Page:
Last week we reached our first stop on our structure for every style trail ride. Today, we’re going to come to our second stop where you’ll learn why our Hercules Truss Arch Buildings are perfect for dressage arenas.
It’s all French to me
Dressage is a French word that when translated means ‘training.’ This riding style is considered a very high level of training because the horse and rider must memorize movements together and be synchronized. It should appear as though the rider is not prompting the horse at all during competition. Dressage is meant to develop a horse’s natural athletic ability and make them extremely willing to please their rider; making them the ultimate riding horse. Warmbloods are the most common breed of dressage horse.
No horseplay allowed
Dressage is an Olympic event and is present at other eventing competitions which are called tests. Each movement is scored on a scale from 0 to 10, with 10 meaning the moves were executed perfectly. A few examples of dressage moves are the piaffe, passage, extended gaits, collected gaits, flying lead changes, half-pass and pirouette. Some of these are challenging and require plenty of space for the horse to complete them properly. For example, while executing a half-pass there needs to be plenty of room on the sides of the arena as the horse will move away from the wall and all the way back to it in a diagonal motion.
Size does matter
Dressage arenas are classified as either small or standard sized. There are letters in specific places around the arena that designate where test movements should be performed. Normally this is done with cones on the sidelines of the arena. A small dressage arena is 66′ wide x 131′ long and is used for the dressage phase of eventing at beginner levels. It is also used for USDF introductory tests and USEF training level tests. It has letters (starting from the entrance and moving clockwise) AKEHCMBF. There are also letters in the center of the arena, DXG. This type of arena is not used in North American rated shows.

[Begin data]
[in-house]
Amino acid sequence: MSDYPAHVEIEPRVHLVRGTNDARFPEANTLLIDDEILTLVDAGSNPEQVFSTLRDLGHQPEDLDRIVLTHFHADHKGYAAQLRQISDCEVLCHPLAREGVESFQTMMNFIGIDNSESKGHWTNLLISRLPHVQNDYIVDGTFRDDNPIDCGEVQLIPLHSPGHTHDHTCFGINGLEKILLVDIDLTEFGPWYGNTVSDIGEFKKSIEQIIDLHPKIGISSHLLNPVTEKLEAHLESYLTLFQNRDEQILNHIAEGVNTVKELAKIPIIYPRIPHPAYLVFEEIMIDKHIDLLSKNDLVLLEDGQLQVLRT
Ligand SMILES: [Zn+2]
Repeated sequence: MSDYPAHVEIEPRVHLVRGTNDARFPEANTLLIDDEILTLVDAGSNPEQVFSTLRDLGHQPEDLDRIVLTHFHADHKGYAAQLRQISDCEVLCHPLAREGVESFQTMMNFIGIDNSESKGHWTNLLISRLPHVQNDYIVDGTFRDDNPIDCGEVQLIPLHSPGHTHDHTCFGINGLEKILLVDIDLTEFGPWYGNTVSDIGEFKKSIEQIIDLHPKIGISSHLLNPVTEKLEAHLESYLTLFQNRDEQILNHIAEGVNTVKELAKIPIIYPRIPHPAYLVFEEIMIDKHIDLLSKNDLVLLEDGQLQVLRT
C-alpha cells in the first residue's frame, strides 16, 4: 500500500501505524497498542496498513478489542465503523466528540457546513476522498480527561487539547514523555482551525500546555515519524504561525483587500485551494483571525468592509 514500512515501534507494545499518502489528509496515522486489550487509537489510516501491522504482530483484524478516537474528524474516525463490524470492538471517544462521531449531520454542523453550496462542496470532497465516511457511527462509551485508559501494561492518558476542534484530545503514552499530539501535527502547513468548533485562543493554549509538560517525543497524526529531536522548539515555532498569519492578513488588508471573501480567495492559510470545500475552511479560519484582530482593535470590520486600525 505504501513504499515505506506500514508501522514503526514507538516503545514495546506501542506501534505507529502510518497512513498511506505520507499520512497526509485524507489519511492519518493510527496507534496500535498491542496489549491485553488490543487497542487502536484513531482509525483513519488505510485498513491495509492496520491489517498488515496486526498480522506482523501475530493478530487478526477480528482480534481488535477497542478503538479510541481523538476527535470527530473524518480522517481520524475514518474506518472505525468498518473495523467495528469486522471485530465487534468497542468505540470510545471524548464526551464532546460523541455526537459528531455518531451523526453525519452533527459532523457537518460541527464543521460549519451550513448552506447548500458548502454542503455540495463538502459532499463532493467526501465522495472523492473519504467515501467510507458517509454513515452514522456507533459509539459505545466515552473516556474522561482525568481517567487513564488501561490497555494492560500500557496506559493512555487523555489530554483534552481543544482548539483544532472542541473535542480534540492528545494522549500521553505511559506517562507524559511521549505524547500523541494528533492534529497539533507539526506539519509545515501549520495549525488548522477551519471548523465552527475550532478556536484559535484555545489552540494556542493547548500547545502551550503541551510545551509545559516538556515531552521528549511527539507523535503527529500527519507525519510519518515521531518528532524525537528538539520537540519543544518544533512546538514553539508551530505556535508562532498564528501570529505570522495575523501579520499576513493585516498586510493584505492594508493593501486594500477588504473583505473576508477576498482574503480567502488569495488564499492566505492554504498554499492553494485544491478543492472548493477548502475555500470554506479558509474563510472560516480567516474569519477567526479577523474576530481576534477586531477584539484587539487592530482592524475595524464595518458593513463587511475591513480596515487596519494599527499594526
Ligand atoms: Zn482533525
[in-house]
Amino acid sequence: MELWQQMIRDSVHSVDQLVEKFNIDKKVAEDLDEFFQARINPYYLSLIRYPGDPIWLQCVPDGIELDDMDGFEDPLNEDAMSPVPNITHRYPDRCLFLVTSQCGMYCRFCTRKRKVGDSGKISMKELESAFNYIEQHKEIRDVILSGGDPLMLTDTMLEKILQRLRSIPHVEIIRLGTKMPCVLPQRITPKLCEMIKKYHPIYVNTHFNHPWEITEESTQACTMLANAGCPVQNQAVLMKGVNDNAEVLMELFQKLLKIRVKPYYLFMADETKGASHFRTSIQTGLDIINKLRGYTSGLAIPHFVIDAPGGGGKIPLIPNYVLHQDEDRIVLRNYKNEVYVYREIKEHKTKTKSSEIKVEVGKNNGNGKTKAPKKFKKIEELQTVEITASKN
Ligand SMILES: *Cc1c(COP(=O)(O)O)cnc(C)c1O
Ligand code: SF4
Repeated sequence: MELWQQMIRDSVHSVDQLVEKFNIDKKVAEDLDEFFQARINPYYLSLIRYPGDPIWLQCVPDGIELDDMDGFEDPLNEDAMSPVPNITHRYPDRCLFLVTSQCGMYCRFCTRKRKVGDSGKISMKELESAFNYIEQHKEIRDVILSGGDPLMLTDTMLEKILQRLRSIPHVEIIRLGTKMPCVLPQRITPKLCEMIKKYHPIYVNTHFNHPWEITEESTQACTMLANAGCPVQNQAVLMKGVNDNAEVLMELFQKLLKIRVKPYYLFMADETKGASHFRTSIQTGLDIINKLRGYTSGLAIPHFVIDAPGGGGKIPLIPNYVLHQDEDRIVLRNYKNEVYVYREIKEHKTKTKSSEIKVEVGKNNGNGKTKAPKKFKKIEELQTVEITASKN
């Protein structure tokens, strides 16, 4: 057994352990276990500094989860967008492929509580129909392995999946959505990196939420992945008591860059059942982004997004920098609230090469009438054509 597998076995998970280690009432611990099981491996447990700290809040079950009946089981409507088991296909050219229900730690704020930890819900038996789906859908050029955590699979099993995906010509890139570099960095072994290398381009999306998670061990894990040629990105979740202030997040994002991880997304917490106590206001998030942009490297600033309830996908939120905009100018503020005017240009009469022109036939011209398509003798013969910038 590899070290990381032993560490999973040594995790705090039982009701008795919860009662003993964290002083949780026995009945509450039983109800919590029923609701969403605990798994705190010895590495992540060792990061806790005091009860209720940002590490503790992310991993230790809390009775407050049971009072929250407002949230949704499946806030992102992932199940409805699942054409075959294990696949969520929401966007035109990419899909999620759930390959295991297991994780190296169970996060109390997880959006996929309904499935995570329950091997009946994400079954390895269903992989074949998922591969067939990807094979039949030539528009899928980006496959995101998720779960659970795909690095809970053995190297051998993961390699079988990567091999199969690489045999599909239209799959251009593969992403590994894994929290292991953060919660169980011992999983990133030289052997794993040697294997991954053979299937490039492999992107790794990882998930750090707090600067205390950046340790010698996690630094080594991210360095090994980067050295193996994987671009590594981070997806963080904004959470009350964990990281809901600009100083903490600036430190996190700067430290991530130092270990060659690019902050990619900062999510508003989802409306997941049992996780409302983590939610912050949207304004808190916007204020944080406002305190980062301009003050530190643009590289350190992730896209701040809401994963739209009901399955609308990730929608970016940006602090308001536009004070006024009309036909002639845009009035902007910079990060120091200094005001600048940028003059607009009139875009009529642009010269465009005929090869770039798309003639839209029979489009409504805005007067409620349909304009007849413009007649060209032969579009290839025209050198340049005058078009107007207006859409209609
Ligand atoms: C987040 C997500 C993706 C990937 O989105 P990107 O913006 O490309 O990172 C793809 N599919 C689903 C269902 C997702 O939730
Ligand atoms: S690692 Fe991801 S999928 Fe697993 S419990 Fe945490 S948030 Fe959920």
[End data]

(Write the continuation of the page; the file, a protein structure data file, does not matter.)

The Standard arena is 66′ wide by 197′ long and is used in dressage and eventing tests. The letters are AKVESHCMRBPF. The ones in the middle are DLXIG. The letters on the outside are 19.7′ from the corner and 39.4′ apart from each other, requiring a great deal of space.
A little breathing room
Whether a dressage arena is classified as small or standard doesn’t change the fact that there needs to be enough space in the arena for all the letters, as well as a place for the judge at letter C. There should also be space in this arena for an audience, but it should not take away from the space needed for the letters. ClearSpan fabric arenas are perfect as dressage arenas in that they can be customized for any length and up to 300′ wide. Without internal poles or support columns both riders and horses have a clear span of space to ride in. Typically we suggest our customers choose either a 65′ wide by 140′ long arena for the smaller option or an 83′ wide by 210′ long arena as the standard option. Although both these size arenas are not regulation sizes, they are more economical than customizing a size and we find our customers never complain about having additional room.
Brighten Up with ClearSpan
The bright atmosphere of a ClearSpan arena allows dressage riders to be prepared as each letter comes up and helps them and the horse for proper execution. Also, the abundant natural light prevents judges from missing faults that should be penalized. Dressage is a style of riding with extremely high standards so it only makes sense that you choose an arena style to accommodate those standards.
That completes the dressage stop on our structure for every style trail ride. Let’s get back in the saddle and get a head start for next week’s stop – show jumping.
What are some benefits your would gain from practicing your riding style in a ClearSpan Fabric Structure?